The solution provided by this invention to the problem of crossover distortion in class B and class AB push-pull power amplifiers results in the substantial elimination of crossover distortion. Crossover distortion results when the bias current of the output stage is too low or too high; a reasonable value of idling bias current I(b) is a few percent of the peak power stage signal current. The objective is to regulate I(b) in the presence of music or other high level, widely varying signals. The control of I(b) is accomplished in this invention by measuring I(b) in terms of a voltage developed across a series resistance, processing that voltage to extract the critical control value and injecting that control value back into the circuit in a feedback loop. The bias control function consists of a summing circuit, a minimum peak detection circuit, a voltage reference and a mixing circuit added to the basic power amplifier driver and output stages. Additional feedback circuits for controlling the dc offset of the input stage and for regulating the driver stable bias point have been added as well as a turn-off transient control circuit; these will discussed separately below. A complete push-pull power amplifier with highly stable characteristics and distortion free operation results by combining the above automatic bias control function and feedback circuits with the basic push-pull amplifier circuit.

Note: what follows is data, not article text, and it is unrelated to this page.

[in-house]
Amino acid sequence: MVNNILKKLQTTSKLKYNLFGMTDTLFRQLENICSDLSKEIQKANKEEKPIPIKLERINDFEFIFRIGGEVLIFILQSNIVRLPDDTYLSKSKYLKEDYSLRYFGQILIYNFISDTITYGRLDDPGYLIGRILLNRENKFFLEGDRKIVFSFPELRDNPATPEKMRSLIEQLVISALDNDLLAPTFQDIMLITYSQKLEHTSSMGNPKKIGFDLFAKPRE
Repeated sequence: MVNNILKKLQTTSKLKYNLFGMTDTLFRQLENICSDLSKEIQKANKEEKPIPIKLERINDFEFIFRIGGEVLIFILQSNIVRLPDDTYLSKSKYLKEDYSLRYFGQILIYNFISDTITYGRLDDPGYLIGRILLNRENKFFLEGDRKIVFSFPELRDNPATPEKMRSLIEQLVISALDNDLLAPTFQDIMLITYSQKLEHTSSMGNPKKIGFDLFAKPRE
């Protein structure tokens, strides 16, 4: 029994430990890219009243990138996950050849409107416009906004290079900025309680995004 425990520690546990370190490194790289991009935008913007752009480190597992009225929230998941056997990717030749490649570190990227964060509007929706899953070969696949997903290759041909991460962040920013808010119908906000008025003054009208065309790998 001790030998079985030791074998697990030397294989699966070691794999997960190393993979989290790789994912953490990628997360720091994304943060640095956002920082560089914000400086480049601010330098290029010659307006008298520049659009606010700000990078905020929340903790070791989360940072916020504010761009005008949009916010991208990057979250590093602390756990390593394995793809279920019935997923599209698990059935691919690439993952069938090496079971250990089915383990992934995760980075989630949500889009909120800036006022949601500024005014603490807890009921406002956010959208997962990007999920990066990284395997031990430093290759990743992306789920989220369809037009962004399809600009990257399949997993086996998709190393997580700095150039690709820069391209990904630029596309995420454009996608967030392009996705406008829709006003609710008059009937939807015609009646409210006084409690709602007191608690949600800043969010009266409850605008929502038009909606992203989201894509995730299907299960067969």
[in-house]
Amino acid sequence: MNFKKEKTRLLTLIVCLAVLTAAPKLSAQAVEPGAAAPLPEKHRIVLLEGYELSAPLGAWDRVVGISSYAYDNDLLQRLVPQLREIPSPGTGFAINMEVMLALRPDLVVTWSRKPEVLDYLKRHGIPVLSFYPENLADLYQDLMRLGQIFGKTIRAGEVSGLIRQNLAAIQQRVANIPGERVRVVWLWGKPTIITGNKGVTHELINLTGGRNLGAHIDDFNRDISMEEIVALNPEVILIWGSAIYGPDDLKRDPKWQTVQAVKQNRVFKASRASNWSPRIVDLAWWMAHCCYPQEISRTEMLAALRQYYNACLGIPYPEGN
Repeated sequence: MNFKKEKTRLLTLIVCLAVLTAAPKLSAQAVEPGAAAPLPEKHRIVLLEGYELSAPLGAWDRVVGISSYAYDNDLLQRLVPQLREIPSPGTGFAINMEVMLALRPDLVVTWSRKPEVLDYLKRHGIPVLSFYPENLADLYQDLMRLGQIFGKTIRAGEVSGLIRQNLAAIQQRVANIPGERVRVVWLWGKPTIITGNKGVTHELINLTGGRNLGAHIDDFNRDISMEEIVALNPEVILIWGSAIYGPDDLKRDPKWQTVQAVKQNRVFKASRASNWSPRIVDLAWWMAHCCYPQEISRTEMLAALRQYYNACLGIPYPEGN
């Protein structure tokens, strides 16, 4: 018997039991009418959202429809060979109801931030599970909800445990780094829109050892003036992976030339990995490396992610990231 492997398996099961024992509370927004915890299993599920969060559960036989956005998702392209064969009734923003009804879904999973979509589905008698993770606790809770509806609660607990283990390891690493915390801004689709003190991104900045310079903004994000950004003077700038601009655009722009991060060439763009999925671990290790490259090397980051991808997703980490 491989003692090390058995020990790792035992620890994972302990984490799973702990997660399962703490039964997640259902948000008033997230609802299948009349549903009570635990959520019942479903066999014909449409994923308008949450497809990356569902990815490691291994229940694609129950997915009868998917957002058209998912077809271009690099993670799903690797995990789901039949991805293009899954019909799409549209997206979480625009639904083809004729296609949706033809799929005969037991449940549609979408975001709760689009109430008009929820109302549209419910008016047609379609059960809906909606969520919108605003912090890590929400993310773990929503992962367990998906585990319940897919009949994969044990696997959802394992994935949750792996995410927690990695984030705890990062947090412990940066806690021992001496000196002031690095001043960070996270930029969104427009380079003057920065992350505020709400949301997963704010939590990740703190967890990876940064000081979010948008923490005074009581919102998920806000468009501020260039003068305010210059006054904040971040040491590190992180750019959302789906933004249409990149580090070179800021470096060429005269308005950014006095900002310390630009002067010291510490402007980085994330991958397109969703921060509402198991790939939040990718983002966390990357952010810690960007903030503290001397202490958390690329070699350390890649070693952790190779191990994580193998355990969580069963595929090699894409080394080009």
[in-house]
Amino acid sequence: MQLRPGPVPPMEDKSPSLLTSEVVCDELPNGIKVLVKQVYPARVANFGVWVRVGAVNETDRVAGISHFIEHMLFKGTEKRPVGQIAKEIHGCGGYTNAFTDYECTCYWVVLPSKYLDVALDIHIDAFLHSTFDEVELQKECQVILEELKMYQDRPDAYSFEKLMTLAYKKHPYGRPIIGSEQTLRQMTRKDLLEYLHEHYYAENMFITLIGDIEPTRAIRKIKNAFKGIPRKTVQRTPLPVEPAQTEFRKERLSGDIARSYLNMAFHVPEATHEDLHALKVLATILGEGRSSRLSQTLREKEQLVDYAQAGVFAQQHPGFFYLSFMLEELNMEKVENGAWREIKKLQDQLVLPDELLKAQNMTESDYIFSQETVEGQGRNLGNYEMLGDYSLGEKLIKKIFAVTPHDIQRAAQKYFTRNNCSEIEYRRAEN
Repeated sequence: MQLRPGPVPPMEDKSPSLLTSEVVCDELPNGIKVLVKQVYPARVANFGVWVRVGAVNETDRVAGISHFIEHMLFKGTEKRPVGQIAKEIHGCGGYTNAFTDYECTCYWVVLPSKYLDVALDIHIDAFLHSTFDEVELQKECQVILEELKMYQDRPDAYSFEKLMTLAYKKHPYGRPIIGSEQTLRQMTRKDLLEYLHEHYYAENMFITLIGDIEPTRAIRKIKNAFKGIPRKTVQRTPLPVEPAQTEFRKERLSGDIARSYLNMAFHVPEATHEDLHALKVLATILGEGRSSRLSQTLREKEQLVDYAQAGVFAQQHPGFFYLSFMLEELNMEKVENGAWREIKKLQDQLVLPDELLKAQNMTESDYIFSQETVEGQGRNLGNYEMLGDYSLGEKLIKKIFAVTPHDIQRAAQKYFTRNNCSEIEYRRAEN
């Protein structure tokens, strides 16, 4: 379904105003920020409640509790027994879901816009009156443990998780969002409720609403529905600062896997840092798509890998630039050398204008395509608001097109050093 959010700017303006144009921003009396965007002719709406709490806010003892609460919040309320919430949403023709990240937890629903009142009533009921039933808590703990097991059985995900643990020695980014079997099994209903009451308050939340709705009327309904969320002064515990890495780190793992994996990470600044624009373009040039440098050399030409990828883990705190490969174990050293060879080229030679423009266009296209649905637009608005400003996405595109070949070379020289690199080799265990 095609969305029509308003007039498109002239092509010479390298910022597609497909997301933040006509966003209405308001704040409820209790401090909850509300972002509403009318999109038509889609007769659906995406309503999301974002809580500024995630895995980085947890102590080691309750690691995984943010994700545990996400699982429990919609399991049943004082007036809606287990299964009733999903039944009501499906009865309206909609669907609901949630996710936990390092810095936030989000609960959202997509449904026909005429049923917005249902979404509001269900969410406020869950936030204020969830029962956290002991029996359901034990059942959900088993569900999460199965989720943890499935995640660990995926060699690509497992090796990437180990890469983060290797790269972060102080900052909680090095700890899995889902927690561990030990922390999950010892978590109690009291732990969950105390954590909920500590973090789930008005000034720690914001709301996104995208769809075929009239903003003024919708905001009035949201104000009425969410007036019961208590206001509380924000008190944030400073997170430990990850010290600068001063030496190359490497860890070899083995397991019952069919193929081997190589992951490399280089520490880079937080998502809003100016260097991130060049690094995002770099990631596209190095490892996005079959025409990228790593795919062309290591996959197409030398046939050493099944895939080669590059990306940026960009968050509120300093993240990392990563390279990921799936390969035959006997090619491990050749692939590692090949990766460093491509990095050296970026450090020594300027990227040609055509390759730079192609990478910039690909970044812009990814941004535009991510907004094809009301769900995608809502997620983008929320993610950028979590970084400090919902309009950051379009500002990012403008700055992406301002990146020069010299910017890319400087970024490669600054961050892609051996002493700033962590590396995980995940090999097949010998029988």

Referring now to the drawings, the operation of the bias control function will be explained in terms of the block diagram of FIG. 1, which shows the driver and output stages of a push-pull power amplifier with output current sensing resistors providing a signal that is fed into an automatic bias control function and fed back to the input of the driver stage. Waveform and circuit details are referred to the current flow diagram of FIG. 2, the waveform illustrations of FIGS. 3 and 4, and the circuit details of FIGS. 5 through 7. The current paths in a typical push-pull output stage are indicated in FIG. 2. Note that load currents I(1) and I(2) flow through sensing resistors R1 and R2 respectively but idling bias current I(b), the current to be controlled, flows only from one output device to the other through R1 and R2 and not through the load. FIG. 3 shows the current waveforms for I(1) and I(2) under large sinusoidal signal conditions and their time relationship to each other. The current for which the two driving currents are equal is the desired value of idling bias current I(b) and is marked by the line through the intersections of currents I(1) and I(2). To control the bias point I(b), a signal must be generated from the output currents through R1 and R2, be processed, and then fed back into the output stage along with driver input voltages Input(1) and Input(2). If one half the sum of I(1) and I(2) is plotted, the waveform of FIG. 4 is obtained. It can be shown mathematically or by graphical addition that the minimum value of the waveform of FIG. 4 is equal to I(b), and that the minimum peak value never goes lower than I(b). Therefore, regardless of the magnitude of the output signal, the minimum peak value of the sum is always the same and equal to the desired value of idling bias current. By measuring this minimum peak value of the resultant current waveform and comparing it to a dc reference, the result can be used to maintain the output stage idling bias current at the proper level of I(b).